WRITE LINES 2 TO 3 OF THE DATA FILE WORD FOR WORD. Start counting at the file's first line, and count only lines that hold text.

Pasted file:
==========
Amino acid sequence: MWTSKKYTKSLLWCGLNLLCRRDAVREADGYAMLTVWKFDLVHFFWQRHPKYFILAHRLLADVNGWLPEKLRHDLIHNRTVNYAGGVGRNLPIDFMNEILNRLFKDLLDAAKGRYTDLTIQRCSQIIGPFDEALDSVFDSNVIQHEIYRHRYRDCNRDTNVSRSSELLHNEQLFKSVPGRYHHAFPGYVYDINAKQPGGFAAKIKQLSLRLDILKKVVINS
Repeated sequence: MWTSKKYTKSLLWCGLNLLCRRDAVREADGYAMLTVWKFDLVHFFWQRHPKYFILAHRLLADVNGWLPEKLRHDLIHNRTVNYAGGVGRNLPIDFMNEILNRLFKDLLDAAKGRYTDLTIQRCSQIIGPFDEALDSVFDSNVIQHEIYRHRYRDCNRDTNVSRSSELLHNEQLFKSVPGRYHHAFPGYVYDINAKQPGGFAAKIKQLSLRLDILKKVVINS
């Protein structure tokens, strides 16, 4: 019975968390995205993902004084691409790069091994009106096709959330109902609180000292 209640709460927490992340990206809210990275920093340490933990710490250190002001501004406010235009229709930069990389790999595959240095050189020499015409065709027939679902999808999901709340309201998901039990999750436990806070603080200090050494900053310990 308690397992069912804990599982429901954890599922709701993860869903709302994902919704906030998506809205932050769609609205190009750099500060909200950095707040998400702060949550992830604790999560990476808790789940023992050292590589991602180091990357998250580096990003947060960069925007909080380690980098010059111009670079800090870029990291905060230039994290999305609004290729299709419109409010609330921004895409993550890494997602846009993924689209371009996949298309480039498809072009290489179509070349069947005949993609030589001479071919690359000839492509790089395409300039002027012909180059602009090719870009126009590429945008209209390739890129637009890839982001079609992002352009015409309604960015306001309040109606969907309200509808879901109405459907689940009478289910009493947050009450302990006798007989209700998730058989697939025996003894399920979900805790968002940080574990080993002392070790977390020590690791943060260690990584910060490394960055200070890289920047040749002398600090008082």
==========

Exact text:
Repeated sequence: MWTSKKYTKSLLWCGLNLLCRRDAVREADGYAMLTVWKFDLVHFFWQRHPKYFILAHRLLADVNGWLPEKLRHDLIHNRTVNYAGGVGRNLPIDFMNEILNRLFKDLLDAAKGRYTDLTIQRCSQIIGPFDEALDSVFDSNVIQHEIYRHRYRDCNRDTNVSRSSELLHNEQLFKSVPGRYHHAFPGYVYDINAKQPGGFAAKIKQLSLRLDILKKVVINS
């Protein structure tokens, strides 16, 4: 019975968390995205993902004084691409790069091994009106096709959330109902609180000292 209640709460927490992340990206809210990275920093340490933990710490250190002001501004406010235009229709930069990389790999595959240095050189020499015409065709027939679902999808999901709340309201998901039990999750436990806070603080200090050494900053310990 308690397992069912804990599982429901954890599922709701993860869903709302994902919704906030998506809205932050769609609205190009750099500060909200950095707040998400702060949550992830604790999560990476808790789940023992050292590589991602180091990357998250580096990003947060960069925007909080380690980098010059111009670079800090870029990291905060230039994290999305609004290729299709419109409010609330921004895409993550890494997602846009993924689209371009996949298309480039498809072009290489179509070349069947005949993609030589001479071919690359000839492509790089395409300039002027012909180059602009090719870009126009590429945008209209390739890129637009890839982001079609992002352009015409309604960015306001309040109606969907309200509808879901109405459907689940009478289910009493947050009450302990006798007989209700998730058989697939025996003894399920979900805790968002940080574990080993002392070790977390020590690791943060260690990584910060490394960055200070890289920047040749002398600090008082």